One of the byproducts of being on a journey of self-development is an increased sense of loneliness. I collaborated with my amazing friend and anthropologist, Denise to explore the roots of why our healing comes with a haunting feeling of “I don’t belong anywhere”. We explore a bio-psycho-spiritual take on how to overcome loneliness in the spiritual journey.
In an interview-style Masterclass, we go really deep into the challenges that spiritual seekers will often face, as well as a plethora of tools to support them back into a feeling of connection. Here are some highlights from the Masterclass.
Note that this resource is only available as a members-exclusive bonus that you get access to once you join the tribe. The intention behind this is to not just give you a powerful session that you may eventually forget about with all the buzz and noise but to also hold your hand throughout the many stages of your growth, in a safe and nurturing space.
What Makes Healing Feel Lonely
When I think of the word loneliness, I try to define it by considering its opposite feeling.
The opposite of being lonely is feeling like we belong. So a person that has belongingness is less likely to experience depression, isolation, and ostracization.
And when it comes to spiritual awakening and self-development, which are in themselves such positive things, why do most people feel loneliness?
My perspective is that when I look back at my own spiritual awakening, there were many new things that I wanted to explore. For example, past life regression, deep meditation practices, etc. I would go up to my parents or to my grandma and I’d say, oh, I saw this in my past life or I had a dream about it.
And initially, there was a lot of hesitation. They had their own stigmas around these topics, and they had a genuine fear of me getting into such stuff. For instance, my grandma used to believe that meditation could put me in a really dark place and that I might become so mentally shaken by the revelations to the point that she might not be able to take care of me. So her fear created a sense of loneliness because a part of me could no longer share with her that I want to pursue meditation.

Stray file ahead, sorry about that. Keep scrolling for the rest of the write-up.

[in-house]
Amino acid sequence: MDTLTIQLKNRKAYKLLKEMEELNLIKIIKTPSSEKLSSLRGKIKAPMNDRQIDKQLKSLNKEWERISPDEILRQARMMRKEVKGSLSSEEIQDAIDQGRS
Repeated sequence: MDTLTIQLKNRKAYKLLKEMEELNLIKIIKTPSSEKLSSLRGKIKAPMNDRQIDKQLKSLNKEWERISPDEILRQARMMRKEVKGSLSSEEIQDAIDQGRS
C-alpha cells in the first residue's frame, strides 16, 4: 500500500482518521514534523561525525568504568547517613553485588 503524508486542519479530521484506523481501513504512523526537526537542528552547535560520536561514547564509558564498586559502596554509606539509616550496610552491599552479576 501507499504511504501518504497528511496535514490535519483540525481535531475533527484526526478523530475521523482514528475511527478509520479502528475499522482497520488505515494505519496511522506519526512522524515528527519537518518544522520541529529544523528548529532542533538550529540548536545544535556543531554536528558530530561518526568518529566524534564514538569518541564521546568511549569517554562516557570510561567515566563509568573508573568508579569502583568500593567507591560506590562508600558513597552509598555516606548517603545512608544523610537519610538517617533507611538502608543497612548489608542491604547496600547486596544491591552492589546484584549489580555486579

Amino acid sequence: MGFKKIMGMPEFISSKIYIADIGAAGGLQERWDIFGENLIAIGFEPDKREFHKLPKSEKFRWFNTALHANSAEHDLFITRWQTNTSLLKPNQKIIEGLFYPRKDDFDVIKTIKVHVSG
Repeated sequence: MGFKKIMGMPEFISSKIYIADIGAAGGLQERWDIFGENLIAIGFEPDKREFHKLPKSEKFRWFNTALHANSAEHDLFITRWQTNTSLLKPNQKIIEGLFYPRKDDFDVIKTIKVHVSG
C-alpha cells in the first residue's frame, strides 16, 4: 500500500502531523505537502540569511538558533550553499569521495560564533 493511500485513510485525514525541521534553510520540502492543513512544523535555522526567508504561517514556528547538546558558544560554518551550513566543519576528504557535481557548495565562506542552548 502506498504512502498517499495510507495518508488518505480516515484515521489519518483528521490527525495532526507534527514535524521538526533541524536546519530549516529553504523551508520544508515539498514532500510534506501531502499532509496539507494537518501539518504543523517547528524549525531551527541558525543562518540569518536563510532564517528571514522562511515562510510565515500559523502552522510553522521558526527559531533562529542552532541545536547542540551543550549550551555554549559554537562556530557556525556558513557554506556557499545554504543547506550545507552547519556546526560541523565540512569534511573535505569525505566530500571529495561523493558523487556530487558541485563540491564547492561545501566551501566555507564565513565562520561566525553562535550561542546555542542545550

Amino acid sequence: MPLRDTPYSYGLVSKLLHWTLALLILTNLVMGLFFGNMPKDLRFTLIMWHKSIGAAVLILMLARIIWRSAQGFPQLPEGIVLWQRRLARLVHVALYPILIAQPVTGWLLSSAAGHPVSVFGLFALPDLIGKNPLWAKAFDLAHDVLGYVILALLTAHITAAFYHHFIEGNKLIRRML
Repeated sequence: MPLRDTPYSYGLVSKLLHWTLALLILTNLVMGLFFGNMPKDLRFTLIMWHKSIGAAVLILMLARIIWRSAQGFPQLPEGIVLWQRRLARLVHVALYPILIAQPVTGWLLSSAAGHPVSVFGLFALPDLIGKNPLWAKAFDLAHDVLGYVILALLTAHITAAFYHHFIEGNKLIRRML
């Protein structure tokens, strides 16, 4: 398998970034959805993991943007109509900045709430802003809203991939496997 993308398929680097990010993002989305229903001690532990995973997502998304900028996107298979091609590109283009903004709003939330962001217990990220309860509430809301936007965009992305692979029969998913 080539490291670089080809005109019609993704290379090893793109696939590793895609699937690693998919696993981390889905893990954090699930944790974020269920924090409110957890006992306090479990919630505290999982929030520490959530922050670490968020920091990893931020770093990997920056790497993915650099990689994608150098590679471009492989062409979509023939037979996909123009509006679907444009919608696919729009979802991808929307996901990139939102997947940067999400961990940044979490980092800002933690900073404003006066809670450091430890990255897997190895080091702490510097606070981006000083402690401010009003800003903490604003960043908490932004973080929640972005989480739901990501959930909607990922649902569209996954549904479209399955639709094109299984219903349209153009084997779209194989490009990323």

Related Read: Why Meditation Can Become Scary
And it’s simple things like this. Take the example of seeing Angel numbers. If I tell a friend that I see numbers, they might laugh, and they might think I’m crazy!
So that begins to create a split role. Like having a “split personality” – you get to be spiritual in your private life (what I call a spiritual closet), and then when you come out into the world, you have to pretend like you don’t know what meditation is nor that you care about breathwork.
That said, I am beginning to notice a change in the pattern.
So five years ago when I would talk to spiritual seekers and people on the path of self-development, they genuinely didn’t have anybody to talk to about their experiences. And that led to a lot of self-doubts. Like not knowing who we are, whether is there something wrong with us for being on this path, why are we here – even a lot of suicidal thoughts at times.
But the pattern I’m noticing that’s changing is that those same people are beginning to share their healing journey with their families and friends. So the ripple effect has started – the members of their world are also becoming spiritually oriented!
Also, some of the “new people” that are waking up are more immediately comforted and validated thanks to so many online forums, blogs like mine, workshops, and group experiences available. So, there is a sense of being on the right track. So statistically, yes the loneliness might be increasing, but I also see it decreasing.
In fact, my second book, Homecoming is a guide to help spiritual seekers share their journey with their loved ones, and it attributes many ideas from my clients and lovely souls that have overcome the challenge of feeling lonely in their spiritual path.
The Effects of Loneliness On Mind, Body, and Soul
One of the impacts of loneliness on the mind is that the mind starts disassociating from reality.
A lot of people I’ve met after their awakening just disconnected from their human experience because it was just not enough for them. Myself included, life can start feeling very shallow and two-dimensional, which exacerbates the sense of feeling lonely on the spiritual path.
That loneliness can lead to a feeling of I don’t belong on this planet, I’m not fulfilled in this body, and they start mentally living in a different realm. So, they start believing that they are from a different planet and that they are here on Earth because of a mission of some type.
While I don’t dismiss these ideas, I’ve spoken to a large number of individuals who say such things and it’s never been independent of a deeply unsatisfied human life. It usually involves a lot of unresolved childhood trauma, feeling unheard and unseen as adults, and even something exhausting like a runner-chaser twin flame dynamic.
If not disassociating in such profound ways, we might temporarily escape reality by reading all the time or walking away from anything that doesn’t feel “spiritual” and isolating ourselves even further.
I am guilty of that too because I dealt with my loneliness by getting lost in past life regression work. In retrospect, I can see that going into past lives and constantly trying to heal them, was just my nervous system to create safety by living in a fantasy world.
It’s beautiful that our mind is creating a fantasy as a way to cope with life’s stressors, but that’s not where the healing is going to happen.